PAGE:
UK deploys Unexplained Wealth Order law

A Rolls Royce drives past outside Harrods in London, Britain, 08 August 2018. EPA-EFE/FACUNDO ARRIZABALAGA

UK deploys Unexplained Wealth Order law


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The former spouse of an Azeri banker, Zamira Hajiyeva, is the first target of a new UK’s Unexplained Wealth Order law, the BBC reported on Wednesday.

The new law is the latest legal tool against money laundering and forces Mrs Hajiyeva to explain the source of her wealth. Embarrassingly, she will need to explain the source of her income that allowed her to spend £16m over a decade. That is equivalent to £4,000 a day.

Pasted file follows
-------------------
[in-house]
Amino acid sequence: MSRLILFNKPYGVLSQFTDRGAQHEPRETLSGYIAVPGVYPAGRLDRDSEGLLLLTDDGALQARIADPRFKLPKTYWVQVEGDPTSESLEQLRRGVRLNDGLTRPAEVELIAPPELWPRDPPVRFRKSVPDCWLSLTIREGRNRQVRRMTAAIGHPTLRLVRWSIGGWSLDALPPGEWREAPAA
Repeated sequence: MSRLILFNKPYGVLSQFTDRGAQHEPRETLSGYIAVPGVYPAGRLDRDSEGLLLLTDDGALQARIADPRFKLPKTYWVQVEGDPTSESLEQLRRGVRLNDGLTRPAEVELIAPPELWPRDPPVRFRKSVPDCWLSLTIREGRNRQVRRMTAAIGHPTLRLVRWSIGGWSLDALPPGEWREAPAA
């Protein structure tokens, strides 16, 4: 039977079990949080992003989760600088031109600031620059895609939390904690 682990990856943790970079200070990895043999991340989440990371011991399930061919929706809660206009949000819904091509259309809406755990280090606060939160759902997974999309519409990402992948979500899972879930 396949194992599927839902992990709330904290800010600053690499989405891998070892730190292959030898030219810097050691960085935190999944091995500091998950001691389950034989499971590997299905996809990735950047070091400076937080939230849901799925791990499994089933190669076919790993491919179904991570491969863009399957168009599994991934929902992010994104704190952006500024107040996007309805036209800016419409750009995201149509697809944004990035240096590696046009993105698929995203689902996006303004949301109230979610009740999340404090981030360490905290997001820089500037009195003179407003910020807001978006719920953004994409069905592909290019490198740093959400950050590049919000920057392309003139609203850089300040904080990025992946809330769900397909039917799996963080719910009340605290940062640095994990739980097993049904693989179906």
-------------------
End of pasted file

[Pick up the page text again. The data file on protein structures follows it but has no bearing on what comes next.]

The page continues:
Mrs Hajijeva has a residence Visa since 2013, when a company she owns bought a £13 million property in Ascot, near London. The UK grants special residence rights to major foreign investors.

Now, UK authorities can at will demand to know the providence of that wealth. Failing to explain the providence of her wealth could result in the confiscation of assets, including a £15m residence in Knightsbridge, London.

The property was bought in 2016 by a British Virgin Islands-based company.

National Crime Agency investigators are suspicious about the providence of the money she spent, but the new Unexplained Wealth Order will place the onus on Mrs Hajiyeva to explain. Otherwise, she may lose assets of comparable value.

Mrs Hajiyeva’s former husband was the chairman of the International Bank of Azerbaijan, convicted of embezzlement and fraud in 2016. From 1993 to 2015 Mr Hajiyev was a state employee and his wealth is not justified by his income.

Her legal team maintains that the Unexplained Wealth Order against Zamira Hajiyeva does not imply any wrongdoing.

 

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